PANAMA CITY, Fla. (WMBB) — With school beginning next week Bay District Schools leaders are still awaiting guidance from the state on the new parental rights bill. While they wait, News 13 discovered the school district is providing its own guidance to teachers on how to handle the controversial legislation. 

Teachers are watching a 15-minute video, which is part of an 8-part series to prepare teachers for the upcoming school year. The video tells teachers if a child is struggling with their sexuality and needs service modifications, staff must tell their parents. 

“We’re telling people to use common sense,” Bay District Schools Superintendent Bill Husfelt said. 

But in an off-hand conversation, a parent does not need to be alerted. 

“I’m finally going to acknowledge the elephant in the room,” the video said. “The bill we’re talking about is what was called in the media headlines as the ‘don’t say gay bill’. I know that there are fears and concerns that school staff are required to immediately call a parent if a student identified him or herself as LGBTQ…fortunately that is not what the law says at all.”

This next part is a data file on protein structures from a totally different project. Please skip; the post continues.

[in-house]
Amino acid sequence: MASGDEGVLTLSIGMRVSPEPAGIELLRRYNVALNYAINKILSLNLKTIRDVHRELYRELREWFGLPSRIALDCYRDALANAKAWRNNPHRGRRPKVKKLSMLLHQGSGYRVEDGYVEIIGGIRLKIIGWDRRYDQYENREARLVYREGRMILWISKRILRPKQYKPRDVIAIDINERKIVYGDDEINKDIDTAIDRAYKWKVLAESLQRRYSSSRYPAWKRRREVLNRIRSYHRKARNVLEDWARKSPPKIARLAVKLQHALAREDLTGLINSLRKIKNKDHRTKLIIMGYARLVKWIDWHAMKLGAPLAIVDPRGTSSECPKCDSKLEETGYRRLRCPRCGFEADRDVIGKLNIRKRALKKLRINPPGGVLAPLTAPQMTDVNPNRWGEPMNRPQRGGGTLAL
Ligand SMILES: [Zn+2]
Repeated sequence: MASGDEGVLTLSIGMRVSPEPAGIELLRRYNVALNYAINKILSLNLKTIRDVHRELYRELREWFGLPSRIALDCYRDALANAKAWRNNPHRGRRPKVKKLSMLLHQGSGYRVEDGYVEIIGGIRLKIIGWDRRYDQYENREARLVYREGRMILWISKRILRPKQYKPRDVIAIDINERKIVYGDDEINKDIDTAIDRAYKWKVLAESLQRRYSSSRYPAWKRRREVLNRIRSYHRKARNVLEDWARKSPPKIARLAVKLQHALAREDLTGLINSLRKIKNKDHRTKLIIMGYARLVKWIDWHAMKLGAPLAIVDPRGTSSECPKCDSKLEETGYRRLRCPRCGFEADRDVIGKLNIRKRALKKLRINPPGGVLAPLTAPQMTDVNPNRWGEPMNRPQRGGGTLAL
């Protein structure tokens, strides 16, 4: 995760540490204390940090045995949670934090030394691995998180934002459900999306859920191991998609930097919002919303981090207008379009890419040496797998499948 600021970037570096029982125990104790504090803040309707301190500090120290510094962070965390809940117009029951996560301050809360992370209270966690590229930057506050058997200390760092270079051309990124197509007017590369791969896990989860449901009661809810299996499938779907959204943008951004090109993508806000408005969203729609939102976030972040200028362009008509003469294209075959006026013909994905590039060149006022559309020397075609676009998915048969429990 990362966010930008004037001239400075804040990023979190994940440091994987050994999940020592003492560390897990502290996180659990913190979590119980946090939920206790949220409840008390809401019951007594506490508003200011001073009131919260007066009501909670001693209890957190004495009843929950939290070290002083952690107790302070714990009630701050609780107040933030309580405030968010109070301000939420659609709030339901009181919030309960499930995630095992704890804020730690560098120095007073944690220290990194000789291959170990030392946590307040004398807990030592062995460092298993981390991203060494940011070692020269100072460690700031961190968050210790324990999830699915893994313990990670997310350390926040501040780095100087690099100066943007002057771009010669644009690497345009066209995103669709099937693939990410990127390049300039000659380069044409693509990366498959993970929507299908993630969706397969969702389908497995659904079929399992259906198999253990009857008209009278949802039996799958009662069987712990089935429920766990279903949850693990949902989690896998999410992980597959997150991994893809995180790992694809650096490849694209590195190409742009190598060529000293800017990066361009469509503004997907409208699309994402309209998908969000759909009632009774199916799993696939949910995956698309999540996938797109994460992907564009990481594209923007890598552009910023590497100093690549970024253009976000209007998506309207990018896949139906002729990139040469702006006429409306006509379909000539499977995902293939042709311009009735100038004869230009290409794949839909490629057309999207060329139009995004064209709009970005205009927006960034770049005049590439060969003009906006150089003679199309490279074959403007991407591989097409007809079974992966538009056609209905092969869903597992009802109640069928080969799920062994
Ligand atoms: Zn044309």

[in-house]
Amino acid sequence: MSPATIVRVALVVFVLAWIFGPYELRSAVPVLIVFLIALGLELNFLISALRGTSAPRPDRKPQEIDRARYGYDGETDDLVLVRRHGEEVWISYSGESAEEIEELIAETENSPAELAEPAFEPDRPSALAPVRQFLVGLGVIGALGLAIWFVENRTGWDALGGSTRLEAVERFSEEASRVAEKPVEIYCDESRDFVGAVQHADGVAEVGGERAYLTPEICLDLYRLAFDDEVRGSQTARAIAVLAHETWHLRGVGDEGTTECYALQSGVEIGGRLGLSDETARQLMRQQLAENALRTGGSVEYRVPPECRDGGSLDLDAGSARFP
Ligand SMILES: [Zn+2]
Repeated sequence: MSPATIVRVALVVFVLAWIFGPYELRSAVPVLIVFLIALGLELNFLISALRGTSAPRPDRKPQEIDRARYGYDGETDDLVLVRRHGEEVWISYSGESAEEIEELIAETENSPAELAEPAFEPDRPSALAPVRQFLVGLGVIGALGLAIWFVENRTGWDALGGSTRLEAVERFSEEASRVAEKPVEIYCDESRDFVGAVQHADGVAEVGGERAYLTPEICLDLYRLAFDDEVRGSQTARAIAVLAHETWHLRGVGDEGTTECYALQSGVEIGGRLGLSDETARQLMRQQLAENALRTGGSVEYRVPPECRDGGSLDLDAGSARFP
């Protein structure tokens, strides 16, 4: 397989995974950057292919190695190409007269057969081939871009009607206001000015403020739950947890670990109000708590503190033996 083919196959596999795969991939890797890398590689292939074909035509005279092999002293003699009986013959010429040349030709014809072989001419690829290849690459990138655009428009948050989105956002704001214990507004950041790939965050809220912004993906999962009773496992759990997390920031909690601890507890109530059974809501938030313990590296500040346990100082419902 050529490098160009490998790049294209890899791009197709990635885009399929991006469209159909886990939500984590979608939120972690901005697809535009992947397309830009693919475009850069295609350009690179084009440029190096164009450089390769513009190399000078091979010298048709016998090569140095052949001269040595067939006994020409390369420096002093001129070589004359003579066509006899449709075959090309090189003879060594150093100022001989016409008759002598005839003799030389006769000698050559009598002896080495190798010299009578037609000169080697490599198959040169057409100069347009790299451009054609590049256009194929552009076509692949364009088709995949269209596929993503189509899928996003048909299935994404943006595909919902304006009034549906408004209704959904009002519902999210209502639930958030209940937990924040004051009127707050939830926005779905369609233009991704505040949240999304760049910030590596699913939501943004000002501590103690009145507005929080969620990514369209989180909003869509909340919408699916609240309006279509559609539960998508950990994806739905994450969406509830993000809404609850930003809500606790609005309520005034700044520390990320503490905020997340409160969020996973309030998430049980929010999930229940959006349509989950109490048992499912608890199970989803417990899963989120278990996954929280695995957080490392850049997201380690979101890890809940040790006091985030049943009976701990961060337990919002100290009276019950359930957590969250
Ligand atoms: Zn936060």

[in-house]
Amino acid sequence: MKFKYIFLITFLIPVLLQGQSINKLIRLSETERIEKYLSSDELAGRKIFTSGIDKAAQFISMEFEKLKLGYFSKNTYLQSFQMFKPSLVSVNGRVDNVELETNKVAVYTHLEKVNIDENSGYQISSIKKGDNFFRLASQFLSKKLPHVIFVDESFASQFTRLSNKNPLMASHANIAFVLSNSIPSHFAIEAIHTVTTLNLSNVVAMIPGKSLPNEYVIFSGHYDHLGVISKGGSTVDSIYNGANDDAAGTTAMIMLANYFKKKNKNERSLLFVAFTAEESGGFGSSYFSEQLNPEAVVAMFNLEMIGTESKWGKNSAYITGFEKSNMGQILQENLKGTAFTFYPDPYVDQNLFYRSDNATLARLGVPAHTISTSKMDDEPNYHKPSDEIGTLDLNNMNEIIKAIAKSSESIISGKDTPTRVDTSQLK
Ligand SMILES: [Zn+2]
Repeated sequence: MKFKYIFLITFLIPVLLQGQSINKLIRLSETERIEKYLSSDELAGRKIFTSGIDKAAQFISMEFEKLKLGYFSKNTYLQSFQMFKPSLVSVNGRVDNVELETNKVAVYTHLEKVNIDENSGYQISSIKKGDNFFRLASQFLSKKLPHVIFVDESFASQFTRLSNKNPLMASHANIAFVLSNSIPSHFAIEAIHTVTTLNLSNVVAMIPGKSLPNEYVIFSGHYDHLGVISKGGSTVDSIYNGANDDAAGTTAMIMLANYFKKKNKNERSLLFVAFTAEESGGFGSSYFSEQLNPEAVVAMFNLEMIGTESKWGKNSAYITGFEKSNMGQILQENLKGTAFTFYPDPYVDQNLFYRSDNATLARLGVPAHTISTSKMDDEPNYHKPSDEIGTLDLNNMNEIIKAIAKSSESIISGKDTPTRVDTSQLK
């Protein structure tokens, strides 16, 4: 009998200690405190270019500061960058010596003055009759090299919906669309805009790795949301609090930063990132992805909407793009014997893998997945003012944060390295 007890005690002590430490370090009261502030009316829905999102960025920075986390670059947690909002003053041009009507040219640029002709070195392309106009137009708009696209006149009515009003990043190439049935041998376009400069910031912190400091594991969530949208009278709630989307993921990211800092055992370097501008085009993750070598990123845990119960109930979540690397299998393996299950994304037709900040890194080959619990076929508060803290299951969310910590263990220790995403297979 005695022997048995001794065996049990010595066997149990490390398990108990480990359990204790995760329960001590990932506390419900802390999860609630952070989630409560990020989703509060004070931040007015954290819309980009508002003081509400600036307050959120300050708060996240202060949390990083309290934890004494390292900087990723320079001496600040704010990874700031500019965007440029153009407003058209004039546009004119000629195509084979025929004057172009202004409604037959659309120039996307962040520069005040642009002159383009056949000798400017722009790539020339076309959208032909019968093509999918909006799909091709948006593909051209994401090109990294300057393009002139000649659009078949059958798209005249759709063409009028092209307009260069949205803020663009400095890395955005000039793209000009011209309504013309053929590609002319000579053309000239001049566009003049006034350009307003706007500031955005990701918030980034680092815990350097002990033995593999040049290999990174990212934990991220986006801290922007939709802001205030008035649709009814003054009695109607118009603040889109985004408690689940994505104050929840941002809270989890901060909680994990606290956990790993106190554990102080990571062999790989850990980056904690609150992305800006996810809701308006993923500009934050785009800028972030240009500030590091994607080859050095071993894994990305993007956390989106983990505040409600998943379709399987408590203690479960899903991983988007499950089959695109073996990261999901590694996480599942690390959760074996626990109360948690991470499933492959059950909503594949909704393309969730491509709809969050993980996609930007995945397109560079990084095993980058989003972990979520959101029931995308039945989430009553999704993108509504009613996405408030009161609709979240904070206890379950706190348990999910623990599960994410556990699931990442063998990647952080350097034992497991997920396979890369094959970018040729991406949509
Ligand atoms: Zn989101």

If the student makes an off-hand comment or does not have concerns or anxiety concerning their orientation, parent do not need to be alerted. But if a student needs service modifications because of their sexual orientation, the parent must be notified. 

If a school needs to make adjustments so the child is safe in a learning environment, the parent must be notified. Rules apply to students of all ages. 

“Any time that there’s a possibility that there’s some kind of change or issue that a student might be dealing with, we want the parents involved,” Husfelt said.

If a student wants to change their pronoun, Husfelt said parents will always be involved. But teachers do not have to alert parents about a students sexual orientation if they have evidence a student could be abused by a parent.  Husfelt said teachers should avoid having conversations with students about sexual orientation.

“What I have told the teachers, and I believe this firmly,  is teachers shouldn’t be having those conversations with students,” Husfelt said. “There is nowhere in the curriculum where there’s a place for that.”